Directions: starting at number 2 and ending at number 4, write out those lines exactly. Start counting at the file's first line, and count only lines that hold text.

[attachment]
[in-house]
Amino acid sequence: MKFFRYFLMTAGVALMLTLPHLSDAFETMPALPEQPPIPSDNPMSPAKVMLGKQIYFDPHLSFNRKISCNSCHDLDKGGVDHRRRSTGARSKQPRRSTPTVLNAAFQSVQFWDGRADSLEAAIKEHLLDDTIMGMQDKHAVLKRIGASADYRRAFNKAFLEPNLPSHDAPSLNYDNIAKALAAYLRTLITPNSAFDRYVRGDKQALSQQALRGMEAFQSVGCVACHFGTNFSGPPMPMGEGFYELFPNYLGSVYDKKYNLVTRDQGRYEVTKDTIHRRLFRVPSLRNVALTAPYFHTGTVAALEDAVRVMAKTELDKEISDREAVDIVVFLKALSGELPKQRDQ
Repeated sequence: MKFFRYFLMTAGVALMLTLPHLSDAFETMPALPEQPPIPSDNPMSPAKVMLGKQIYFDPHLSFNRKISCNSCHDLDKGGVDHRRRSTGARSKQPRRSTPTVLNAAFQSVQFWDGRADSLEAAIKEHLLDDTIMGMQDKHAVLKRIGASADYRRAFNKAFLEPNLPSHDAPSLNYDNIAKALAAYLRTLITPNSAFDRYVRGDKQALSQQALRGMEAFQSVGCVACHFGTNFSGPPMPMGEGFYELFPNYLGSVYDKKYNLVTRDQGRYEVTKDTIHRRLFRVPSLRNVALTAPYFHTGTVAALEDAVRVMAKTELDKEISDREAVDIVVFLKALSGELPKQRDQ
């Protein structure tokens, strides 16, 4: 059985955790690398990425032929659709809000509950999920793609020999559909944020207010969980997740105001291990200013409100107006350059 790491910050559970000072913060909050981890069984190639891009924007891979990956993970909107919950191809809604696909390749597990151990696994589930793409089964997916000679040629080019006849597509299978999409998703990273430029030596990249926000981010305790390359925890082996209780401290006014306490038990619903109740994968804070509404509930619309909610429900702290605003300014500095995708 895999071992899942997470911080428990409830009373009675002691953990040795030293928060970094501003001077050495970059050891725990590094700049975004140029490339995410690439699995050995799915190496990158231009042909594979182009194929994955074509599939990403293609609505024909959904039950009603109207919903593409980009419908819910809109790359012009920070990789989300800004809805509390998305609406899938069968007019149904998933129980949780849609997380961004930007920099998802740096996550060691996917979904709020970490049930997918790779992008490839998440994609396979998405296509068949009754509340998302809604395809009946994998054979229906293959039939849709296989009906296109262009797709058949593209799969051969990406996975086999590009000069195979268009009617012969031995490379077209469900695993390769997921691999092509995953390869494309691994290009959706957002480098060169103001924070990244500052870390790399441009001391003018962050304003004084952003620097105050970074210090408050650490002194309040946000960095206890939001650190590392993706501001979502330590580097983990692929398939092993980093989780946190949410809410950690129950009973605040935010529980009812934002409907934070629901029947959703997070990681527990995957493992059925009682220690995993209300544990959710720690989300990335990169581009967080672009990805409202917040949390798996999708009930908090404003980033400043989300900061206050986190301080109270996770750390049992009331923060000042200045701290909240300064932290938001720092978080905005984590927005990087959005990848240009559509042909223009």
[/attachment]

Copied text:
Amino acid sequence: MKFFRYFLMTAGVALMLTLPHLSDAFETMPALPEQPPIPSDNPMSPAKVMLGKQIYFDPHLSFNRKISCNSCHDLDKGGVDHRRRSTGARSKQPRRSTPTVLNAAFQSVQFWDGRADSLEAAIKEHLLDDTIMGMQDKHAVLKRIGASADYRRAFNKAFLEPNLPSHDAPSLNYDNIAKALAAYLRTLITPNSAFDRYVRGDKQALSQQALRGMEAFQSVGCVACHFGTNFSGPPMPMGEGFYELFPNYLGSVYDKKYNLVTRDQGRYEVTKDTIHRRLFRVPSLRNVALTAPYFHTGTVAALEDAVRVMAKTELDKEISDREAVDIVVFLKALSGELPKQRDQ
Repeated sequence: MKFFRYFLMTAGVALMLTLPHLSDAFETMPALPEQPPIPSDNPMSPAKVMLGKQIYFDPHLSFNRKISCNSCHDLDKGGVDHRRRSTGARSKQPRRSTPTVLNAAFQSVQFWDGRADSLEAAIKEHLLDDTIMGMQDKHAVLKRIGASADYRRAFNKAFLEPNLPSHDAPSLNYDNIAKALAAYLRTLITPNSAFDRYVRGDKQALSQQALRGMEAFQSVGCVACHFGTNFSGPPMPMGEGFYELFPNYLGSVYDKKYNLVTRDQGRYEVTKDTIHRRLFRVPSLRNVALTAPYFHTGTVAALEDAVRVMAKTELDKEISDREAVDIVVFLKALSGELPKQRDQ
């Protein structure tokens, strides 16, 4: 059985955790690398990425032929659709809000509950999920793609020999559909944020207010969980997740105001291990200013409100107006350059 790491910050559970000072913060909050981890069984190639891009924007891979990956993970909107919950191809809604696909390749597990151990696994589930793409089964997916000679040629080019006849597509299978999409998703990273430029030596990249926000981010305790390359925890082996209780401290006014306490038990619903109740994968804070509404509930619309909610429900702290605003300014500095995708 895999071992899942997470911080428990409830009373009675002691953990040795030293928060970094501003001077050495970059050891725990590094700049975004140029490339995410690439699995050995799915190496990158231009042909594979182009194929994955074509599939990403293609609505024909959904039950009603109207919903593409980009419908819910809109790359012009920070990789989300800004809805509390998305609406899938069968007019149904998933129980949780849609997380961004930007920099998802740096996550060691996917979904709020970490049930997918790779992008490839998440994609396979998405296509068949009754509340998302809604395809009946994998054979229906293959039939849709296989009906296109262009797709058949593209799969051969990406996975086999590009000069195979268009009617012969031995490379077209469900695993390769997921691999092509995953390869494309691994290009959706957002480098060169103001924070990244500052870390790399441009001391003018962050304003004084952003620097105050970074210090408050650490002194309040946000960095206890939001650190590392993706501001979502330590580097983990692929398939092993980093989780946190949410809410950690129950009973605040935010529980009812934002409907934070629901029947959703997070990681527990995957493992059925009682220690995993209300544990959710720690989300990335990169581009967080672009990805409202917040949390798996999708009930908090404003980033400043989300900061206050986190301080109270996770750390049992009331923060000042200045701290909240300064932290938001720092978080905005984590927005990087959005990848240009559509042909223009």